At some point that night, Herna paused. I was exhausted and in need of some fresh air, and she told me she was going to leave for a little while to find her friends, that surely they were waiting for her to give Martina the surprise they had all prepared for her. I’m also going to say hi to some friends, I lied. We’ll see each other later.She smiled and said, Yes, of course.

I went to get a drink and then walked to a far-off corner because I know how I am and I felt odd. I didn’t understand what was happening to me and I started to itch allover. My head, arms, belly. I couldn’t stop scratching myself. It was as if ants were crawling all over me. I confirmed on other occasions that, for me, love begins as a case of the hives. And I can’t help but scratch myself, which only intensifies the itch, and the love, I feel. It was Herna. Herna who had penetrated my defenses and was spreading. Suddenly, I heard her voice: “My love, would you like to grow old with me?” I didn’t answer because I was on my back under our car, a light blue Renault 12 that we had bought with our savings, trying to repair something. We were alone on a dirt road deep in the countryside, far from any sign of civilization. The sun was setting and it was getting cold. She insisted:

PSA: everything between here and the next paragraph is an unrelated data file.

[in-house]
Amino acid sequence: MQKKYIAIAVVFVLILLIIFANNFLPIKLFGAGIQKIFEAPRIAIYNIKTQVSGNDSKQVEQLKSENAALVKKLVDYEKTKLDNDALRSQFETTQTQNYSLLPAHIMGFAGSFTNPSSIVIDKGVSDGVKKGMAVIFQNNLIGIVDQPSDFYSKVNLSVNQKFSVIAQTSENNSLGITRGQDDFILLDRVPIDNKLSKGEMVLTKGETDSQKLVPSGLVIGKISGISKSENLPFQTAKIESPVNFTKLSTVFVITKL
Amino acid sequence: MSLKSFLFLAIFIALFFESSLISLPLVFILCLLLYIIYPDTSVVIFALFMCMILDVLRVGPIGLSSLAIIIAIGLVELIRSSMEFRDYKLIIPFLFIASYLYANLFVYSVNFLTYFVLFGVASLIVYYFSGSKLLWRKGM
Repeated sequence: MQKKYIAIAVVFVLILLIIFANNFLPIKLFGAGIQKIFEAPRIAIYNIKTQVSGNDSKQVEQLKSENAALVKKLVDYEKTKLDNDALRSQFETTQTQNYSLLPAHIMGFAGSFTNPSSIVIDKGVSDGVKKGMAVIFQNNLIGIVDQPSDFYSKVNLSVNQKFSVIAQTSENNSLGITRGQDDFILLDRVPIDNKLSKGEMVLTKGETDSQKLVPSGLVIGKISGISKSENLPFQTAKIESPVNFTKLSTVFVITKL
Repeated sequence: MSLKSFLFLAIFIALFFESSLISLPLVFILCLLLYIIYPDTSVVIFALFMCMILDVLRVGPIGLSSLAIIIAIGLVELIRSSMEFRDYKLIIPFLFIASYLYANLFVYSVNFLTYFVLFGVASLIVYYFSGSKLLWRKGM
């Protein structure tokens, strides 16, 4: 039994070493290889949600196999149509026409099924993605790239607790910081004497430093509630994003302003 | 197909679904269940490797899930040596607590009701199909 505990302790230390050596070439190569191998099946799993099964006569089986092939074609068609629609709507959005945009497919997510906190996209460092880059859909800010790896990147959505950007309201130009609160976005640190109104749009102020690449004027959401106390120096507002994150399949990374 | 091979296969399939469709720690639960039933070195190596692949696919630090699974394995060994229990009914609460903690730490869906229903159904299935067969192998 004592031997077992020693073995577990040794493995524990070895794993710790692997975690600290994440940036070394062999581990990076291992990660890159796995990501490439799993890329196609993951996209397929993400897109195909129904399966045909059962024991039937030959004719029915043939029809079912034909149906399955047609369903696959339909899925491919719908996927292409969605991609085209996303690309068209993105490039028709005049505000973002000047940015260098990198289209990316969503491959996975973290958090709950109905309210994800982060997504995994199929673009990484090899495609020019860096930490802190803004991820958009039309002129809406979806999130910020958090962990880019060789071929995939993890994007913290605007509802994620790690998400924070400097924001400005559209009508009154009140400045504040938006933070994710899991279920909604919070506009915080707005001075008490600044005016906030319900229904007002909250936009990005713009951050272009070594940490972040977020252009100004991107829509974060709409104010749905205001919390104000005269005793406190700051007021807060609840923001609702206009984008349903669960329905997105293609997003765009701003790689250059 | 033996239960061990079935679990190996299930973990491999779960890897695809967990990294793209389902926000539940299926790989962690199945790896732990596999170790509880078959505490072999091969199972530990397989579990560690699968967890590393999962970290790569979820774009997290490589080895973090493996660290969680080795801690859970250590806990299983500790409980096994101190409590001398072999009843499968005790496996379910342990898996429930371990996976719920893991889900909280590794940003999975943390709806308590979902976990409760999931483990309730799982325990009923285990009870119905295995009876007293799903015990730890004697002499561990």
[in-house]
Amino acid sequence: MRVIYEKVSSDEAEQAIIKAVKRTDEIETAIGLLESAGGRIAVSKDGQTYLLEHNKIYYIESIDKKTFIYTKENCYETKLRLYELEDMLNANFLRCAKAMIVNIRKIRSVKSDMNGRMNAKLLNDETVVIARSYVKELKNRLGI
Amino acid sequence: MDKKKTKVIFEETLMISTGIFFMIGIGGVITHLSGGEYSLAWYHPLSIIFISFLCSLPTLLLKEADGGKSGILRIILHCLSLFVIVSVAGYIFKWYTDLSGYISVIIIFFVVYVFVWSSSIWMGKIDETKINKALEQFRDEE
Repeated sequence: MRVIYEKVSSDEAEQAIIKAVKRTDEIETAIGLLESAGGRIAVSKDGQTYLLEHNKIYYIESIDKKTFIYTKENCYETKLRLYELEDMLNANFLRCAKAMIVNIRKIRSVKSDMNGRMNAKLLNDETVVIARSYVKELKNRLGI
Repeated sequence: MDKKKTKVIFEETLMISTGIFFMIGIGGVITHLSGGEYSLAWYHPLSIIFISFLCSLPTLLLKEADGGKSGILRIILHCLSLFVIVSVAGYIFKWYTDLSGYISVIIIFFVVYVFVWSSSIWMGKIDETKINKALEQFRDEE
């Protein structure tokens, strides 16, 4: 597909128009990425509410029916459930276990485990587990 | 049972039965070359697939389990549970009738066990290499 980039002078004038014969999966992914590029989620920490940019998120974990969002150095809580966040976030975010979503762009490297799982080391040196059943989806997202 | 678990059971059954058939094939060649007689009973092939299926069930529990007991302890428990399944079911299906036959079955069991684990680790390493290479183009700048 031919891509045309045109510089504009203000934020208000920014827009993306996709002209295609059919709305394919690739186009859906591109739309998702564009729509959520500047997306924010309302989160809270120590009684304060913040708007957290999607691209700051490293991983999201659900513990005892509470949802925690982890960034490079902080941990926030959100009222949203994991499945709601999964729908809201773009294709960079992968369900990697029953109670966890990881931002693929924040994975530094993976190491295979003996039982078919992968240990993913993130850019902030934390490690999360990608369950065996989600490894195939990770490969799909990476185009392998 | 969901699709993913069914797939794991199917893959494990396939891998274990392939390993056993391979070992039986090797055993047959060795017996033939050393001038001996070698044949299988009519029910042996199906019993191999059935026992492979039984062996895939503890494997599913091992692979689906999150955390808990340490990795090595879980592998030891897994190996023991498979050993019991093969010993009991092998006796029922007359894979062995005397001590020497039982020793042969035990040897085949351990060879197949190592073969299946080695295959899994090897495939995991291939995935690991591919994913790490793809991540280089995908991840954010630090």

“My love, will you stay by my side forever?”

“My love, do you believe in a love that lasts a lifetime?”

“My love … my love … ”

I grunted from underneath the car, but she went on:

“My love, will you ever get tired of me?”

I finally poked my head out and looked at her. The beam from the flashlight she was holding shone into my eyes:

“Why don’t you point that where I tell you? Bend down a bit and give me some light over here, love of my life,” I said; my forehead shimmered with sweat and lubricating grease. It had gotten dark and we were in the middle of nowhere, stranded on a remote road that we had mistakenly taken. But she didn’t do as I asked. She walked away and gestured at some lights that, as night fell, began to shine on the horizon. And said:

“My love, I’m afraid.”    

“Afraid of what?” I responded, and shouted: “This axel is about to break any second now, understand!”

“Of the bugs, what else!” she said. “You know that I’m horrified of spiders, snakes, weasels. The thing is … ”

“But you aren’t listening to what I’m saying, Herna; do me a favor, get some cardboard, kneel on it and give me some light. In what language … ”

“I’m wearing a full-length dress, in case you haven’t noticed. And high heels … ”

I didn’t say anything.

“Are you almost done?” she asked.